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There’s a scene at the end of Quentin Tarantino’s blockbuster Pulp Fiction where Jules and Vincent are discussing why certain animals are more likeable than other animals. It’s a friendly debate, far from heated, with the two gentlemen finally agreeing that it really all comes down to personality.

“A dog’s got personality,” Jules says. “Personality goes a long way.”

It’s a debate that could spark up at any corner sports bar in South Philadelphia when the name Mike Schmidt is uttered. No one would ever argue Schmidt’s credentials – he is the greatest Phillie to wear the uniform, and the greatest third baseman to play the game.

Just in case you need a reminder, go to Cooperstown and read his Hall of Fame plaque.

But, getting back to that personality conversation. Schmidt often seemed aloof, disconnected from Phillies fans, with his demeanor on the field and with his oddly chosen words off it. This is a man who famously said, “Philadelphia is the only city where you can experience the thrill of victory and the agony of reading about it the next day.”

And, it must have felt that way for the greatest slugger in franchise history, trudging through eight full seasons before sniffing his first World Series.

That must have seemed like an eternity. Schmidt wasn’t used to waiting.

He played just two seasons in the minors before making his big-league debut in September 1972, smoking a home run just four days after being called up. The Phillies saw so much promise in that one clout that the team traded their starting third baseman the following year and the rest – thanks to a throaty assist from Harry Kalas’ legendary pipes – is history.

The legend of Mike Schmidt was born, right then and there.

Schmidt would hit 35 or more homers 11 times in his 18-year career. He slammed 548 dingers, good enough for 14th-best all-time. He won or tied for eight home-run crowns. He was a three-time Most Valuable Player (1980, 1981, 1986). He won 10 Gold Gloves and qualified for 12 All-Star teams. He batted .267, with 2,234 hits and 1,595 RBIs in 2,404 games. When he retired, he was the Phillies’ all-time leader in the following categories: games, at-bats, runs, hits, RBI, home runs, total bases, extra-base hits.

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Some of the records may fade over time. Jimmy Rollins surpassed Schmidt’s all-time hits record in 2014. Some of the accomplishments may look less impressive, thanks to the Steroid Era. But the legend of Michael Jack Schmidt will remain.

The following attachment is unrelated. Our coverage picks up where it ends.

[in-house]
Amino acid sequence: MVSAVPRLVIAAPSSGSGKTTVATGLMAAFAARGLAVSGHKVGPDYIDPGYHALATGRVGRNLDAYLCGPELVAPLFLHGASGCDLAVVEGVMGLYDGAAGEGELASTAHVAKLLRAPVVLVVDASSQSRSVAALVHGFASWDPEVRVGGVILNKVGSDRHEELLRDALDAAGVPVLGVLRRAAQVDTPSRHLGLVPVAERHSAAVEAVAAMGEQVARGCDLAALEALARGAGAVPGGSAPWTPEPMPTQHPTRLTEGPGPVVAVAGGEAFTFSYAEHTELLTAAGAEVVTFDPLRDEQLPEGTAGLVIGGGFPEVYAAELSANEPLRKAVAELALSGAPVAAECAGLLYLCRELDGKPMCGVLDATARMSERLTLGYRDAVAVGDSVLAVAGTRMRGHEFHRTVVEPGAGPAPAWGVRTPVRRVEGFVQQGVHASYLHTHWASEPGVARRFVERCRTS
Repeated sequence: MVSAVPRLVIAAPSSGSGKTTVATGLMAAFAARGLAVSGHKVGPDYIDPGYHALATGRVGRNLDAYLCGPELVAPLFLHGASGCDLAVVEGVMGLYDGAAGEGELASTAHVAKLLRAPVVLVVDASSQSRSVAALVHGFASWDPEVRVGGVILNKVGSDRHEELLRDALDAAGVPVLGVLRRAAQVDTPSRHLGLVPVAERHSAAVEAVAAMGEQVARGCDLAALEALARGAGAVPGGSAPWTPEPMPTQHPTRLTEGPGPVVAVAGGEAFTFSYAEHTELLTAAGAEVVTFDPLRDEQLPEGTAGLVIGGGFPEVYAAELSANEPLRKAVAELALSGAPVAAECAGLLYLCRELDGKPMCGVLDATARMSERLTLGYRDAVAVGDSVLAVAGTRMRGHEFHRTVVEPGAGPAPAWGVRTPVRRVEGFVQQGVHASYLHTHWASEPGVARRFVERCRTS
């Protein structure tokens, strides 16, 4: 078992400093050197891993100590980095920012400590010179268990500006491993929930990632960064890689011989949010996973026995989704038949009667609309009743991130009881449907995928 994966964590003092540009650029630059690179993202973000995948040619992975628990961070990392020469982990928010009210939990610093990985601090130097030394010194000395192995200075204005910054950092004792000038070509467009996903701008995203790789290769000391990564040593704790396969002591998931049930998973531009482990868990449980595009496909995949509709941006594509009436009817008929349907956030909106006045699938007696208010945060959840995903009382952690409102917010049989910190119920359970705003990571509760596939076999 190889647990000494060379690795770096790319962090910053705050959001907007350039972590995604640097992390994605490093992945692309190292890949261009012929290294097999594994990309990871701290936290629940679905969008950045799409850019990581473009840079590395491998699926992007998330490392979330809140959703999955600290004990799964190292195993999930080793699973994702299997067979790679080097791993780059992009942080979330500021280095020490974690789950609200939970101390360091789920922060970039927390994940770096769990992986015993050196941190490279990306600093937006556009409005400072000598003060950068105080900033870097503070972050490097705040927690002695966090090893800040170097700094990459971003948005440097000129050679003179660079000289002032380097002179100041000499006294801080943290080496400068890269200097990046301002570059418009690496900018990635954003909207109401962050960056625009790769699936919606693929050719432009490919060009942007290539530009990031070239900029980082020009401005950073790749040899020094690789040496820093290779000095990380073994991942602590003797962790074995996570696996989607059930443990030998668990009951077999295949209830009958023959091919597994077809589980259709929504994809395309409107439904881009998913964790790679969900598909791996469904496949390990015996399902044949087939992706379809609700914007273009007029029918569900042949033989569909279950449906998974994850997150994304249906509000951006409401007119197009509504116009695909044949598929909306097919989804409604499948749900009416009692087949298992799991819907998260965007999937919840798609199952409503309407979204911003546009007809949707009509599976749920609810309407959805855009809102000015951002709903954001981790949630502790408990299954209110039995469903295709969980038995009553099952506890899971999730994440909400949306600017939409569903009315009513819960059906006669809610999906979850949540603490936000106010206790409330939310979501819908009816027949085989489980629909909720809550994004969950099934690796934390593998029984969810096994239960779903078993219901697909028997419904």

Grandfathers will pass the real-life fables down to their grandchildren, recounting the April day Schmidt deposited a 3-0 pitch over the left-field fence in Pittsburgh for No. 500. Others will recall the 1976 slugfest in Chicago, when he sent four consecutive long balls over the ivy, the only player to do that at Wrigley Field. Then, there is the time he ran 270 feet, scoring from first base on a wild pitch, and doing all that running at the tender age of 39.

Or, the afternoon in San Diego when Mr. Cool finally erupted in an unexpected fireball of emotion, crying into the podium as he announced his retirement from baseball.

Finally. It was the moment that the entire city of Philadelphia had been longing for, a glimmer of Schmidt’s personality. The conquering hero, the MVP of the 1980 World Series, had let the city in on a secret spanning nearly two decades.

“I’ll always miss the goose bumps I got when you cheered me,” Schmidt told the fans at the Vet when his number was retired in 1990. “I’ve collected eighteen years of those goose bumps, from my first hit back in 1972 to the welcome you gave me tonight.”

Yes, he really did love Philly.

Today, as the Phillies’ organization looks to rebuild and pick up the pieces from its last World Series parade, perhaps the best coping mechanism is to look toward the past. Schmidt is known around the world as one of the greatest baseball players alive, the starting third baseman on Major League Baseball’s All-Century Team and All-Time Team.

He is a legend. More importantly, Schmidt is Philly’s legend. His presence is felt everywhere.

It is Schmidt’s awkward batting stance – in all its bronzed glory – that greets Phillies fans when they enter Citizens Bank Park through the third-base gate. It is Schmidt’s records that future Phillies players will forever be chasing. It is Schmidt’s grit and determination that little leaguers will aspire to emulate in the parks and sandlots, from Mount Airy to Malvern.

If it all comes down to personality, you could do a lot worse than Mike Schmidt.

Mike Greger is a freelance writer based in Philadelphia. Photo by the Philadelphia Bulletin via the Temple University Archives.

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